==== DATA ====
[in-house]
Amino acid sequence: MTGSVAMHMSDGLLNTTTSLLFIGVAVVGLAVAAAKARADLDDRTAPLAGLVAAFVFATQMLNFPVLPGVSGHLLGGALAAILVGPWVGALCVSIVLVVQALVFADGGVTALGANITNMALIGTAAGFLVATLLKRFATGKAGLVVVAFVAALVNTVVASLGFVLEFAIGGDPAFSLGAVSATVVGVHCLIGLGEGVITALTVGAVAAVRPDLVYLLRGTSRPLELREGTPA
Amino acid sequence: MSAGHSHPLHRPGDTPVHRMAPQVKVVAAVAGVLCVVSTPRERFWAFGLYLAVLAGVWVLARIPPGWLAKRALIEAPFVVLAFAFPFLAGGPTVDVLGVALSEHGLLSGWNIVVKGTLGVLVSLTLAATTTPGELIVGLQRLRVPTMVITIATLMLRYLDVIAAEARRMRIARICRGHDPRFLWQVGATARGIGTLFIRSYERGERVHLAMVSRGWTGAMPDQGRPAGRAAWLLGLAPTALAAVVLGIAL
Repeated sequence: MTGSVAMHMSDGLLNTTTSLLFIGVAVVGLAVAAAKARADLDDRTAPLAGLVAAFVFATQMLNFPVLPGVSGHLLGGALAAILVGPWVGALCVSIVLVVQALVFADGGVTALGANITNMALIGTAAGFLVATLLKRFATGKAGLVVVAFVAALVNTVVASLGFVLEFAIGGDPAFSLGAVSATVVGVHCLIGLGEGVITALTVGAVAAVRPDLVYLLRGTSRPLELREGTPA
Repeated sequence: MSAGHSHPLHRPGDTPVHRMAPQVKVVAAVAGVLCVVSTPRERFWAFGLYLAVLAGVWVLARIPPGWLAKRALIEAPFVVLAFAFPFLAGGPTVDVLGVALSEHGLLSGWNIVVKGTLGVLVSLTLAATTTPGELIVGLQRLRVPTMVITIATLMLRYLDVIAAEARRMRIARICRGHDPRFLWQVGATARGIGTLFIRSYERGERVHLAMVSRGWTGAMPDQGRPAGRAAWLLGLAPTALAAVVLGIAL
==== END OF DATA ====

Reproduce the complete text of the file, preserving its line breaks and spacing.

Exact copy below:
[in-house]
Amino acid sequence: MTGSVAMHMSDGLLNTTTSLLFIGVAVVGLAVAAAKARADLDDRTAPLAGLVAAFVFATQMLNFPVLPGVSGHLLGGALAAILVGPWVGALCVSIVLVVQALVFADGGVTALGANITNMALIGTAAGFLVATLLKRFATGKAGLVVVAFVAALVNTVVASLGFVLEFAIGGDPAFSLGAVSATVVGVHCLIGLGEGVITALTVGAVAAVRPDLVYLLRGTSRPLELREGTPA
Amino acid sequence: MSAGHSHPLHRPGDTPVHRMAPQVKVVAAVAGVLCVVSTPRERFWAFGLYLAVLAGVWVLARIPPGWLAKRALIEAPFVVLAFAFPFLAGGPTVDVLGVALSEHGLLSGWNIVVKGTLGVLVSLTLAATTTPGELIVGLQRLRVPTMVITIATLMLRYLDVIAAEARRMRIARICRGHDPRFLWQVGATARGIGTLFIRSYERGERVHLAMVSRGWTGAMPDQGRPAGRAAWLLGLAPTALAAVVLGIAL
Repeated sequence: MTGSVAMHMSDGLLNTTTSLLFIGVAVVGLAVAAAKARADLDDRTAPLAGLVAAFVFATQMLNFPVLPGVSGHLLGGALAAILVGPWVGALCVSIVLVVQALVFADGGVTALGANITNMALIGTAAGFLVATLLKRFATGKAGLVVVAFVAALVNTVVASLGFVLEFAIGGDPAFSLGAVSATVVGVHCLIGLGEGVITALTVGAVAAVRPDLVYLLRGTSRPLELREGTPA
Repeated sequence: MSAGHSHPLHRPGDTPVHRMAPQVKVVAAVAGVLCVVSTPRERFWAFGLYLAVLAGVWVLARIPPGWLAKRALIEAPFVVLAFAFPFLAGGPTVDVLGVALSEHGLLSGWNIVVKGTLGVLVSLTLAATTTPGELIVGLQRLRVPTMVITIATLMLRYLDVIAAEARRMRIARICRGHDPRFLWQVGATARGIGTLFIRSYERGERVHLAMVSRGWTGAMPDQGRPAGRAAWLLGLAPTALAAVVLGIAL